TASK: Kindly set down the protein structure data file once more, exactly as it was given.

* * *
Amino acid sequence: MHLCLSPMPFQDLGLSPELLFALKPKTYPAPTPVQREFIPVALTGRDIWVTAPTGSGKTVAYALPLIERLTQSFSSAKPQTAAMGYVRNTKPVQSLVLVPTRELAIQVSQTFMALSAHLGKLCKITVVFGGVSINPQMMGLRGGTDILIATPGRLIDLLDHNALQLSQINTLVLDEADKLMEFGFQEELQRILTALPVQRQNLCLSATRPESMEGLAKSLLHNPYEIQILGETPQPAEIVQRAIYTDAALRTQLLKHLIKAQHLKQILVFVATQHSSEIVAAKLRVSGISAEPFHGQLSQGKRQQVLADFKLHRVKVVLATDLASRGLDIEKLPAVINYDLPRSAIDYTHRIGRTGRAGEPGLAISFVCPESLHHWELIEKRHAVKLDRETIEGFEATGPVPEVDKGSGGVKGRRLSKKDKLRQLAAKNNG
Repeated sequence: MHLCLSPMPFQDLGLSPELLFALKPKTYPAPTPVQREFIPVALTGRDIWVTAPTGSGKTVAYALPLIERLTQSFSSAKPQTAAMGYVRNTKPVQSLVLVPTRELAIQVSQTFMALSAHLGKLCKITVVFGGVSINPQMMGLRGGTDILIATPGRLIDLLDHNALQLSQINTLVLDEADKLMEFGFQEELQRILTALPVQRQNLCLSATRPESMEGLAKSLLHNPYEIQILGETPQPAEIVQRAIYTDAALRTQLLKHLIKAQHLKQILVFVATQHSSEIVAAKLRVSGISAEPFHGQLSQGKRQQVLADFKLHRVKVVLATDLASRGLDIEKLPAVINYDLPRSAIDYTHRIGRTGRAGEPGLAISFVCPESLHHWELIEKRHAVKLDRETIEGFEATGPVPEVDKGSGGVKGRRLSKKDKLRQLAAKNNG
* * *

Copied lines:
Amino acid sequence: MHLCLSPMPFQDLGLSPELLFALKPKTYPAPTPVQREFIPVALTGRDIWVTAPTGSGKTVAYALPLIERLTQSFSSAKPQTAAMGYVRNTKPVQSLVLVPTRELAIQVSQTFMALSAHLGKLCKITVVFGGVSINPQMMGLRGGTDILIATPGRLIDLLDHNALQLSQINTLVLDEADKLMEFGFQEELQRILTALPVQRQNLCLSATRPESMEGLAKSLLHNPYEIQILGETPQPAEIVQRAIYTDAALRTQLLKHLIKAQHLKQILVFVATQHSSEIVAAKLRVSGISAEPFHGQLSQGKRQQVLADFKLHRVKVVLATDLASRGLDIEKLPAVINYDLPRSAIDYTHRIGRTGRAGEPGLAISFVCPESLHHWELIEKRHAVKLDRETIEGFEATGPVPEVDKGSGGVKGRRLSKKDKLRQLAAKNNG
Repeated sequence: MHLCLSPMPFQDLGLSPELLFALKPKTYPAPTPVQREFIPVALTGRDIWVTAPTGSGKTVAYALPLIERLTQSFSSAKPQTAAMGYVRNTKPVQSLVLVPTRELAIQVSQTFMALSAHLGKLCKITVVFGGVSINPQMMGLRGGTDILIATPGRLIDLLDHNALQLSQINTLVLDEADKLMEFGFQEELQRILTALPVQRQNLCLSATRPESMEGLAKSLLHNPYEIQILGETPQPAEIVQRAIYTDAALRTQLLKHLIKAQHLKQILVFVATQHSSEIVAAKLRVSGISAEPFHGQLSQGKRQQVLADFKLHRVKVVLATDLASRGLDIEKLPAVINYDLPRSAIDYTHRIGRTGRAGEPGLAISFVCPESLHHWELIEKRHAVKLDRETIEGFEATGPVPEVDKGSGGVKGRRLSKKDKLRQLAAKNNG